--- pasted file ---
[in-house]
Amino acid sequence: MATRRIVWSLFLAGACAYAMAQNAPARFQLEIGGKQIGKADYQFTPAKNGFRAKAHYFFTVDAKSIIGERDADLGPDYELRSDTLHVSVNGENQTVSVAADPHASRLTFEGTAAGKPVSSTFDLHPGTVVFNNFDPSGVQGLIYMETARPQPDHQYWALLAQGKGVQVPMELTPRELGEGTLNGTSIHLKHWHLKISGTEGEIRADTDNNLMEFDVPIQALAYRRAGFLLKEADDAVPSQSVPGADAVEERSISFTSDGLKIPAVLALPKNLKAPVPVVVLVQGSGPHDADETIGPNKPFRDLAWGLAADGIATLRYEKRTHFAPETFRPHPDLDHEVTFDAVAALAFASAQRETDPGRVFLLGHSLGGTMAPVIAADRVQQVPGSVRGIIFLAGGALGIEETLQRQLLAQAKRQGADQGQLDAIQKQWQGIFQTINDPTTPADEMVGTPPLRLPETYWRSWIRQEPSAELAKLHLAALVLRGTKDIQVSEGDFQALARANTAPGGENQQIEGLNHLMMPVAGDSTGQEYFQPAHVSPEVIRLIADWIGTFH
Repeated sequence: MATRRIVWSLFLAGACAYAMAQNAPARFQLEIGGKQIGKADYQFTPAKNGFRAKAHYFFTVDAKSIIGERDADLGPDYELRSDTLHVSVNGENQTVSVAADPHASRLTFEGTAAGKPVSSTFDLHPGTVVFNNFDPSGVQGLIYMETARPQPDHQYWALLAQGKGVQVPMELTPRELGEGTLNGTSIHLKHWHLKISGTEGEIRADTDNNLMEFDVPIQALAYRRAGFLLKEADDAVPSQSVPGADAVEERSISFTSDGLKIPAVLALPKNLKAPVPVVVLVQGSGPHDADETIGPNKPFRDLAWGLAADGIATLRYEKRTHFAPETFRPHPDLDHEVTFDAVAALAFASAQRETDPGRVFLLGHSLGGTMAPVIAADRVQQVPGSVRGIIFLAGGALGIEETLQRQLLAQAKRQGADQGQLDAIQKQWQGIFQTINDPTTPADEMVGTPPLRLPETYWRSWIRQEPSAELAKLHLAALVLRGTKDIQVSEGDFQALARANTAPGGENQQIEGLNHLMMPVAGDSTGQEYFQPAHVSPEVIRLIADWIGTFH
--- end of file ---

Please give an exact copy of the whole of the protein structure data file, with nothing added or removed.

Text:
[in-house]
Amino acid sequence: MATRRIVWSLFLAGACAYAMAQNAPARFQLEIGGKQIGKADYQFTPAKNGFRAKAHYFFTVDAKSIIGERDADLGPDYELRSDTLHVSVNGENQTVSVAADPHASRLTFEGTAAGKPVSSTFDLHPGTVVFNNFDPSGVQGLIYMETARPQPDHQYWALLAQGKGVQVPMELTPRELGEGTLNGTSIHLKHWHLKISGTEGEIRADTDNNLMEFDVPIQALAYRRAGFLLKEADDAVPSQSVPGADAVEERSISFTSDGLKIPAVLALPKNLKAPVPVVVLVQGSGPHDADETIGPNKPFRDLAWGLAADGIATLRYEKRTHFAPETFRPHPDLDHEVTFDAVAALAFASAQRETDPGRVFLLGHSLGGTMAPVIAADRVQQVPGSVRGIIFLAGGALGIEETLQRQLLAQAKRQGADQGQLDAIQKQWQGIFQTINDPTTPADEMVGTPPLRLPETYWRSWIRQEPSAELAKLHLAALVLRGTKDIQVSEGDFQALARANTAPGGENQQIEGLNHLMMPVAGDSTGQEYFQPAHVSPEVIRLIADWIGTFH
Repeated sequence: MATRRIVWSLFLAGACAYAMAQNAPARFQLEIGGKQIGKADYQFTPAKNGFRAKAHYFFTVDAKSIIGERDADLGPDYELRSDTLHVSVNGENQTVSVAADPHASRLTFEGTAAGKPVSSTFDLHPGTVVFNNFDPSGVQGLIYMETARPQPDHQYWALLAQGKGVQVPMELTPRELGEGTLNGTSIHLKHWHLKISGTEGEIRADTDNNLMEFDVPIQALAYRRAGFLLKEADDAVPSQSVPGADAVEERSISFTSDGLKIPAVLALPKNLKAPVPVVVLVQGSGPHDADETIGPNKPFRDLAWGLAADGIATLRYEKRTHFAPETFRPHPDLDHEVTFDAVAALAFASAQRETDPGRVFLLGHSLGGTMAPVIAADRVQQVPGSVRGIIFLAGGALGIEETLQRQLLAQAKRQGADQGQLDAIQKQWQGIFQTINDPTTPADEMVGTPPLRLPETYWRSWIRQEPSAELAKLHLAALVLRGTKDIQVSEGDFQALARANTAPGGENQQIEGLNHLMMPVAGDSTGQEYFQPAHVSPEVIRLIADWIGTFH